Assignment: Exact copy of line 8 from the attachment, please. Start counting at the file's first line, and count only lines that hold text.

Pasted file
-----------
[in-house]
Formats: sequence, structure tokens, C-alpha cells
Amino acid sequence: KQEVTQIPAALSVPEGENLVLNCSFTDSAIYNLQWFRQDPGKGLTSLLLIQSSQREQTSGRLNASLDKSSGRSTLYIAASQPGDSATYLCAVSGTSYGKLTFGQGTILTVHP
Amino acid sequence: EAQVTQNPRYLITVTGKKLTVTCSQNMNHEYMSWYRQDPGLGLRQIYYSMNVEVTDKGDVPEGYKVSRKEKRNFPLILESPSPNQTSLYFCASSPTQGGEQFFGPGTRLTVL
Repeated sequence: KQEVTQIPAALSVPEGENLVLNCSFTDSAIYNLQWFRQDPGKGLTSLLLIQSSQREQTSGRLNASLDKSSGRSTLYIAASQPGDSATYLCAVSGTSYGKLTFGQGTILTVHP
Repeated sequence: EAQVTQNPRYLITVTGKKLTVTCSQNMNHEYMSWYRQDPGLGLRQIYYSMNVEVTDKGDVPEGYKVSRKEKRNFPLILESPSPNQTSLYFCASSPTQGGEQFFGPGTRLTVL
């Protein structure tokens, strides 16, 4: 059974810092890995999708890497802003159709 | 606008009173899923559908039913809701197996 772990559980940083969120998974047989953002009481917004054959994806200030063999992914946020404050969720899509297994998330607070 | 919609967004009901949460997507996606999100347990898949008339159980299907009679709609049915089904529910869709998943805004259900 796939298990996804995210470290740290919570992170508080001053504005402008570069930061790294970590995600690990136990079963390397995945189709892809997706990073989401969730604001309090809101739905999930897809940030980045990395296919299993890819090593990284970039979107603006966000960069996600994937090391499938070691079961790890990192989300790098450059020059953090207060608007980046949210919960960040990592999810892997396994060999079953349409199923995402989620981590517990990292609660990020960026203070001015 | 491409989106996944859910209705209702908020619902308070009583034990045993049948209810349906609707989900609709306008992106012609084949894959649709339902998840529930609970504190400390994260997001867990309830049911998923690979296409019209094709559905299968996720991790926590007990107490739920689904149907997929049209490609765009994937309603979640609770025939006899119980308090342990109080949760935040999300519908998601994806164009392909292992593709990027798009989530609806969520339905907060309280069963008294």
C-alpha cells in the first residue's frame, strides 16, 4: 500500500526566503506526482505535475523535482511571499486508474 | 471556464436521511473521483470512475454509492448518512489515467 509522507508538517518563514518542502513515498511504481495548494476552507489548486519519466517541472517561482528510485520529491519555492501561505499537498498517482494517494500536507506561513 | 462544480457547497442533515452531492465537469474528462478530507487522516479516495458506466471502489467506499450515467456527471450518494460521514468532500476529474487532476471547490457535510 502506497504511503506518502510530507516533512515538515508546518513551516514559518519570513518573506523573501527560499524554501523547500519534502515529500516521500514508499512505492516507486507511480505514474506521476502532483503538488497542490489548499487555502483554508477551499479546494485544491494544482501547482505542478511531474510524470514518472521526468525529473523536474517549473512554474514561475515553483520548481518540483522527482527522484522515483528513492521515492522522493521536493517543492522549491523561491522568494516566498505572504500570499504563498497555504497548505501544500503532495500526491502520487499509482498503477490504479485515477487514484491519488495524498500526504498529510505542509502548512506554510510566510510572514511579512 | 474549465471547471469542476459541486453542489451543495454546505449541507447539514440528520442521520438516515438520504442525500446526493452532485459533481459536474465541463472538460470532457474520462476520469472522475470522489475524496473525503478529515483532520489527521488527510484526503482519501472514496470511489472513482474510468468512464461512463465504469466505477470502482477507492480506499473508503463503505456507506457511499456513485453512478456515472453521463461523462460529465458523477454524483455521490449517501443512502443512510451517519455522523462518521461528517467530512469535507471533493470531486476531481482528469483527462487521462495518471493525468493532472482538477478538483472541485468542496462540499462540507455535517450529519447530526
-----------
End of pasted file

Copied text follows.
C-alpha cells in the first residue's frame, strides 16, 4: 500500500526566503506526482505535475523535482511571499486508474 | 471556464436521511473521483470512475454509492448518512489515467 509522507508538517518563514518542502513515498511504481495548494476552507489548486519519466517541472517561482528510485520529491519555492501561505499537498498517482494517494500536507506561513 | 462544480457547497442533515452531492465537469474528462478530507487522516479516495458506466471502489467506499450515467456527471450518494460521514468532500476529474487532476471547490457535510 502506497504511503506518502510530507516533512515538515508546518513551516514559518519570513518573506523573501527560499524554501523547500519534502515529500516521500514508499512505492516507486507511480505514474506521476502532483503538488497542490489548499487555502483554508477551499479546494485544491494544482501547482505542478511531474510524470514518472521526468525529473523536474517549473512554474514561475515553483520548481518540483522527482527522484522515483528513492521515492522522493521536493517543492522549491523561491522568494516566498505572504500570499504563498497555504497548505501544500503532495500526491502520487499509482498503477490504479485515477487514484491519488495524498500526504498529510505542509502548512506554510510566510510572514511579512 | 474549465471547471469542476459541486453542489451543495454546505449541507447539514440528520442521520438516515438520504442525500446526493452532485459533481459536474465541463472538460470532457474520462476520469472522475470522489475524496473525503478529515483532520489527521488527510484526503482519501472514496470511489472513482474510468468512464461512463465504469466505477470502482477507492480506499473508503463503505456507506457511499456513485453512478456515472453521463461523462460529465458523477454524483455521490449517501443512502443512510451517519455522523462518521461528517467530512469535507471533493470531486476531481482528469483527462487521462495518471493525468493532472482538477478538483472541485468542496462540499462540507455535517450529519447530526